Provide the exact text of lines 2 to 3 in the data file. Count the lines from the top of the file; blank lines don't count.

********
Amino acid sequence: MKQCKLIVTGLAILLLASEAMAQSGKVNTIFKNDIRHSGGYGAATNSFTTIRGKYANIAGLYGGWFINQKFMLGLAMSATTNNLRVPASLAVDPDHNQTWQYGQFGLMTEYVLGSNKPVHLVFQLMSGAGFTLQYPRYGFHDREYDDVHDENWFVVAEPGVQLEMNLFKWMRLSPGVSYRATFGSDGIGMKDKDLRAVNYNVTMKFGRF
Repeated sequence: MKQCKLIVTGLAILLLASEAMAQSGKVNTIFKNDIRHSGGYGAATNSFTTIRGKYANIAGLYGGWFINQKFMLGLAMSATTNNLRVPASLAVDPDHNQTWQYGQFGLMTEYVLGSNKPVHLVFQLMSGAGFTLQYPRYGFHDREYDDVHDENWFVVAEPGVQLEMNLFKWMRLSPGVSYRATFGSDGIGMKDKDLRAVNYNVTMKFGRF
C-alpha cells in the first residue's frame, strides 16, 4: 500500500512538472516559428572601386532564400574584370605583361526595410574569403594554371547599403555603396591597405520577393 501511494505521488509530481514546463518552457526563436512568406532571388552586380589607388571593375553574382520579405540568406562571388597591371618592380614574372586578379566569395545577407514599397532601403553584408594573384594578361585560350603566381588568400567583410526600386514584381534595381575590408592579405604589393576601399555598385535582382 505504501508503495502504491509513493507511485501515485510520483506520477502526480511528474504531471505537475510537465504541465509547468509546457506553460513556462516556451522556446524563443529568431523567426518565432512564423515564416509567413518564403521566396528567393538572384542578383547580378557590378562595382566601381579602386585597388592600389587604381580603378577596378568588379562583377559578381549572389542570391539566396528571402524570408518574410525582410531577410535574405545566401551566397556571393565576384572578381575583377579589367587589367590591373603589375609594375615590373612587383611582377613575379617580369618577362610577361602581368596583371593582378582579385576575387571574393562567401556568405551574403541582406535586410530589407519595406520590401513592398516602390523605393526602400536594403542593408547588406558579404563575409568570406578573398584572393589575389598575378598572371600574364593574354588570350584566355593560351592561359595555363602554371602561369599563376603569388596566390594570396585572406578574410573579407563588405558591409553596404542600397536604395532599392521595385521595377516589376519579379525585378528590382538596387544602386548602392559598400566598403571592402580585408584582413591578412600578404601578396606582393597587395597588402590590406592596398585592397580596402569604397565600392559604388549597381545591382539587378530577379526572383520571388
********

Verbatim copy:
Repeated sequence: MKQCKLIVTGLAILLLASEAMAQSGKVNTIFKNDIRHSGGYGAATNSFTTIRGKYANIAGLYGGWFINQKFMLGLAMSATTNNLRVPASLAVDPDHNQTWQYGQFGLMTEYVLGSNKPVHLVFQLMSGAGFTLQYPRYGFHDREYDDVHDENWFVVAEPGVQLEMNLFKWMRLSPGVSYRATFGSDGIGMKDKDLRAVNYNVTMKFGRF
C-alpha cells in the first residue's frame, strides 16, 4: 500500500512538472516559428572601386532564400574584370605583361526595410574569403594554371547599403555603396591597405520577393 501511494505521488509530481514546463518552457526563436512568406532571388552586380589607388571593375553574382520579405540568406562571388597591371618592380614574372586578379566569395545577407514599397532601403553584408594573384594578361585560350603566381588568400567583410526600386514584381534595381575590408592579405604589393576601399555598385535582382 505504501508503495502504491509513493507511485501515485510520483506520477502526480511528474504531471505537475510537465504541465509547468509546457506553460513556462516556451522556446524563443529568431523567426518565432512564423515564416509567413518564403521566396528567393538572384542578383547580378557590378562595382566601381579602386585597388592600389587604381580603378577596378568588379562583377559578381549572389542570391539566396528571402524570408518574410525582410531577410535574405545566401551566397556571393565576384572578381575583377579589367587589367590591373603589375609594375615590373612587383611582377613575379617580369618577362610577361602581368596583371593582378582579385576575387571574393562567401556568405551574403541582406535586410530589407519595406520590401513592398516602390523605393526602400536594403542593408547588406558579404563575409568570406578573398584572393589575389598575378598572371600574364593574354588570350584566355593560351592561359595555363602554371602561369599563376603569388596566390594570396585572406578574410573579407563588405558591409553596404542600397536604395532599392521595385521595377516589376519579379525585378528590382538596387544602386548602392559598400566598403571592402580585408584582413591578412600578404601578396606582393597587395597588402590590406592596398585592397580596402569604397565600392559604388549597381545591382539587378530577379526572383520571388